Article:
Hearing about all the Palestinian civilians who have been killed and injured is heartbreaking. And with so few Israelis having died on the other end, it’s not surprising that there have been protests worldwide (including in New York on Saturday) against Israel’s aggression, as well as some pretty damning press. While Israeli spokespeople claim that Israel is doing everything it possibly can to avoid civilian casualties and only hit Gaza in militarily strategic areas, there have been hospitals, schools, and mosques hit by airstrikes, and dozens, if not hundreds, of civilians killed.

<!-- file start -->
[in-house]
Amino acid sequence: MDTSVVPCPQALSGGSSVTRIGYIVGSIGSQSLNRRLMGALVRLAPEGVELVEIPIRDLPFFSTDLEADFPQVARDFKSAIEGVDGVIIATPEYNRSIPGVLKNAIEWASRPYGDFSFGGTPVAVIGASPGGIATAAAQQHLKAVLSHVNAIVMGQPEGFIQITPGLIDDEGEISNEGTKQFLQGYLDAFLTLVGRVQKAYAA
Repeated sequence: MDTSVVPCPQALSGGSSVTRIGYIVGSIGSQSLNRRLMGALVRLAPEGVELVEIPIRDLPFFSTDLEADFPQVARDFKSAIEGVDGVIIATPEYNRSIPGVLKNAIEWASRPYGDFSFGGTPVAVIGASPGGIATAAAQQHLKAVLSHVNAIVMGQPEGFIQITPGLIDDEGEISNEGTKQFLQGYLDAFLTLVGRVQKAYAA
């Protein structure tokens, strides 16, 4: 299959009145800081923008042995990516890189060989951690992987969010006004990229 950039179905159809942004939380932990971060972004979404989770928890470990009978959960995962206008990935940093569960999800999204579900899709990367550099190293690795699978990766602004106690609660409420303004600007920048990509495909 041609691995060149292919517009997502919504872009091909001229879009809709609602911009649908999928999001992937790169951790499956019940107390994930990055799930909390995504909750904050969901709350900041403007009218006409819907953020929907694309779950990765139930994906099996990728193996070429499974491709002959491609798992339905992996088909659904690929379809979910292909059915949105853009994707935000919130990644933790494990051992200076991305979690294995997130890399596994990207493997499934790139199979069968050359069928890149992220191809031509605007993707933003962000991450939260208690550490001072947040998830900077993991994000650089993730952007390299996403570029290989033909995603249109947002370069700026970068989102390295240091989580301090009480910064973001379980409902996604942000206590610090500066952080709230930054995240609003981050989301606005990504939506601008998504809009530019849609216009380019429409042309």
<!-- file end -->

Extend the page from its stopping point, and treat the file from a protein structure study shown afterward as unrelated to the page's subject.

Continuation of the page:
The Israeli argument centers around Hamas’s rockets that have been launched into Israel fairly incessantly over the past several weeks and months, even during the cease fire. Children living in Israeli towns near the Gaza strip, as my friend Leo has recently seen firsthand, are experiencing a constant fear and panic as to where and when the rockets will hit next. If the United States were at the receiving end of rocket fire from Mexico, you can bet your life that our army would be in there in no time to carry out whatever operation was necessary to cease any further attacks. Is that a bad thing, as many liberals might contend? In that instance, should we be strictly seeking diplomatic negotiations, and not getting our military involved? Is it a flaw of Israel’s and the United States’ that our solution to violence is a robust militaristic response?